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Genetics Home Reference: your guide to understanding genetic conditions
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ATM

Reviewed January 2013

What is the official name of the ATM gene?

The official name of this gene is “ATM serine/threonine kinase.”

ATM is the gene's official symbol. The ATM gene is also known by other names, listed below.

What is the normal function of the ATM gene?

The ATM gene provides instructions for making a protein that is located primarily in the nucleus of cells, where it helps control the rate at which cells grow and divide. This protein also plays an important role in the normal development and activity of several body systems, including the nervous system and the immune system. Additionally, the ATM protein assists cells in recognizing damaged or broken DNA strands. DNA can be damaged by agents such as toxic chemicals or radiation. Breaks in DNA strands also occur naturally when chromosomes exchange genetic material during cell division. The ATM protein coordinates DNA repair by activating enzymes that fix the broken strands. Efficient repair of damaged DNA strands helps maintain the stability of the cell's genetic information.

Because of its central role in cell division and DNA repair, the ATM protein is of great interest in cancer research.

How are changes in the ATM gene related to health conditions?

ataxia-telangiectasia - caused by mutations in the ATM gene

Researchers have identified several hundred mutations in the ATM gene that cause ataxia-telangiectasia. People with this disorder have mutations in both copies of the ATM gene in each cell. Most of these mutations disrupt protein production, resulting in an abnormally small, nonfunctional version of the ATM protein. Cells without any functional ATM protein are hypersensitive to radiation and do not respond normally to DNA damage. Instead of activating DNA repair, the defective ATM protein allows mutations to accumulate in other genes, which may cause cells to grow and divide in an uncontrolled way. This kind of unregulated cell growth can lead to the formation of cancerous tumors. In addition, ATM mutations can allow cells to die inappropriately, particularly affecting cells in a part of the brain involved in coordinating movements (the cerebellum). This loss of brain cells causes the movement problems characteristic of ataxia-telangiectasia.

breast cancer - associated with the ATM gene

Researchers have found that having a mutation in one copy of the ATM gene in each cell (particularly in people who have at least one family member with ataxia-telangiectasia) is associated with an increased risk of developing breast cancer. About 1 percent of the United States population carries one mutated copy of the ATM gene in each cell. These genetic changes prevent many of the body's cells from correctly repairing damaged DNA.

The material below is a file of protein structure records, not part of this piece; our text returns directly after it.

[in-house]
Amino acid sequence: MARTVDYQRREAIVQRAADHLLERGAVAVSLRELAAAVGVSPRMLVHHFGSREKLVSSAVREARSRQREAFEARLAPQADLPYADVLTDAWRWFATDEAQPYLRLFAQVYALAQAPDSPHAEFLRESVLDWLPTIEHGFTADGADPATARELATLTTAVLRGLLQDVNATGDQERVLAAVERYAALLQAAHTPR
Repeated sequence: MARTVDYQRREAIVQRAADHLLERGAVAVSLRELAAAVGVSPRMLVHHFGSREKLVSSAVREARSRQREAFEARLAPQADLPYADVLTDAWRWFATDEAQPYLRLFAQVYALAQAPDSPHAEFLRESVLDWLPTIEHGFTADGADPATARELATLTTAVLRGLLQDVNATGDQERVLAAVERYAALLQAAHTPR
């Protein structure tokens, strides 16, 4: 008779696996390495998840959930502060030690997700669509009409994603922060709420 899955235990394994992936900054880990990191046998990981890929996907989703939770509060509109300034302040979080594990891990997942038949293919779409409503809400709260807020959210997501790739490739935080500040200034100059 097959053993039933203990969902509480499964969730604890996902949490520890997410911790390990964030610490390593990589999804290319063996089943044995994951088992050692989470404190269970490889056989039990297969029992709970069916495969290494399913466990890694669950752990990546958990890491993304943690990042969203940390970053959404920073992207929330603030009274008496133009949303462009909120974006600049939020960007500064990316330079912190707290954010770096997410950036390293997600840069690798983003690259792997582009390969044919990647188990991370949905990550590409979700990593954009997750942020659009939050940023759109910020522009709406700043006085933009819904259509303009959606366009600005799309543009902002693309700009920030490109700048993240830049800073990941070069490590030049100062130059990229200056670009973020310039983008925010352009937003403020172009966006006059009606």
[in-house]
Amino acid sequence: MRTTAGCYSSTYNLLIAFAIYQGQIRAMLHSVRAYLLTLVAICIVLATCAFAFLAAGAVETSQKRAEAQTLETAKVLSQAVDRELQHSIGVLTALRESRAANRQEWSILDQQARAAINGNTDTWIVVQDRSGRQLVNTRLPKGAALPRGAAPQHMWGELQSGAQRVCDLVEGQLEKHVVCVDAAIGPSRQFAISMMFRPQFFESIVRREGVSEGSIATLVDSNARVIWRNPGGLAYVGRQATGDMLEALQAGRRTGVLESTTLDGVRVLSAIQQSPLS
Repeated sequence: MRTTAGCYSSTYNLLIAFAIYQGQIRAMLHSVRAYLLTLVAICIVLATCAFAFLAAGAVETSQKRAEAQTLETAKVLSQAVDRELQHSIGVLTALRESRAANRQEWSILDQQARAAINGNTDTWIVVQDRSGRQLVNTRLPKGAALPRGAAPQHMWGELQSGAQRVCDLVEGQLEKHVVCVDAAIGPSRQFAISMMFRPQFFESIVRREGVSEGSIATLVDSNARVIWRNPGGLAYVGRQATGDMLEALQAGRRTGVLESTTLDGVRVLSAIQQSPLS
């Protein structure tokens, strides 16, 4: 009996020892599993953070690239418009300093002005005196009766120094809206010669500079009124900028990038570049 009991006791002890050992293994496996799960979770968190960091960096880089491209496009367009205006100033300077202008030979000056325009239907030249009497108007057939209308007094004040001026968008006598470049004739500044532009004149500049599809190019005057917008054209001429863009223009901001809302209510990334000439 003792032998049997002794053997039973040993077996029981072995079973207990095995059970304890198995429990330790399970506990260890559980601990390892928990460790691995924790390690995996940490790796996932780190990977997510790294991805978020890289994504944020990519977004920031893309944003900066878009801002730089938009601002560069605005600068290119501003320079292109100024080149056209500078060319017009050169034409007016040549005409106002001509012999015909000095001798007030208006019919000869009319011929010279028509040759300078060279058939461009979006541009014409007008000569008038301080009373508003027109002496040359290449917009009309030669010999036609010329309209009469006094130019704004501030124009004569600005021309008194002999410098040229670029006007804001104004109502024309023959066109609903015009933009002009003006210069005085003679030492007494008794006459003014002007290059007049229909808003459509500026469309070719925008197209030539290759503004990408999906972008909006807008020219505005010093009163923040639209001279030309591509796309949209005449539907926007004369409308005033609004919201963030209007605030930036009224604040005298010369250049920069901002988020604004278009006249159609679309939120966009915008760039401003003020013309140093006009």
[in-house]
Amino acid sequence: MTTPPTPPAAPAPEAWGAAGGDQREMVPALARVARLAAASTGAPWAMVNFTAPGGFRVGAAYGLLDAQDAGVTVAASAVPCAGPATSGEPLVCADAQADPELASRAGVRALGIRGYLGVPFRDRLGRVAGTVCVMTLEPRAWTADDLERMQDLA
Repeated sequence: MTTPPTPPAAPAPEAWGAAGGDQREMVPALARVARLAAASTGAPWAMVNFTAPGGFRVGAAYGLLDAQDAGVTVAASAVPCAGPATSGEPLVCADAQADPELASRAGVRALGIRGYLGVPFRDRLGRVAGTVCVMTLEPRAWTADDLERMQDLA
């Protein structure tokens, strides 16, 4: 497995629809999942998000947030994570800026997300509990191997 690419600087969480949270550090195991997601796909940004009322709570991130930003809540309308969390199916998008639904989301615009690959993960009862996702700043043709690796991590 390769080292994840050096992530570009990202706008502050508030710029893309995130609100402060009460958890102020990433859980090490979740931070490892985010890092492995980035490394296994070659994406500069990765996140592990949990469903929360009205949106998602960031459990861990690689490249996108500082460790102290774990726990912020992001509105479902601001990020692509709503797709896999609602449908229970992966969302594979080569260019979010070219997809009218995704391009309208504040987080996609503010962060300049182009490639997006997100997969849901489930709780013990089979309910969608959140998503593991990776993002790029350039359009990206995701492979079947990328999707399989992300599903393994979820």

People who have only one copy of the ATM gene in each cell due to a gene deletion are also at an increased risk of developing breast cancer. Cells that are missing one copy of the ATM gene produce half the normal amount of ATM protein. A shortage of this protein prevents efficient repair of DNA damage, leading to the accumulation of mutations in other genes. This buildup of mutations is likely to allow cancerous tumors to develop.

other cancers - increased risk from variations of the ATM gene

Research suggests that people who carry one mutated copy of the ATM gene in each cell may have an increased risk of developing several other types of cancer. In particular, some studies have shown that cancers of the stomach, bladder, pancreas, lung, and ovaries occur more frequently in ATM mutation carriers than in people who do not carry these mutations. The results of similar studies, however, have been conflicting. Additional research is needed to clarify which other types of cancer, if any, are associated with ATM mutations.

Where is the ATM gene located?

Cytogenetic Location: 11q22-q23

Molecular Location on chromosome 11: base pairs 108,222,831 to 108,369,101

The ATM gene is located on the long (q) arm of chromosome 11 between positions 22 and 23.

The ATM gene is located on the long (q) arm of chromosome 11 between positions 22 and 23.

More precisely, the ATM gene is located from base pair 108,222,831 to base pair 108,369,101 on chromosome 11.

See How do geneticists indicate the location of a gene? (http://ghr.nlm.nih.gov/handbook/howgeneswork/genelocation) in the Handbook.

Where can I find additional information about ATM?

You and your healthcare professional may find the following resources about ATM helpful.

You may also be interested in these resources, which are designed for genetics professionals and researchers.

What other names do people use for the ATM gene or gene products?

  • AT1
  • ATA
  • ataxia telangiectasia mutated
  • ataxia telangiectasia mutated (includes complementation groups A, C and D)
  • ataxia telangiectasia mutated protein
  • ATC
  • ATD
  • ATDC
  • ATE
  • ATM_HUMAN
  • AT mutated
  • AT protein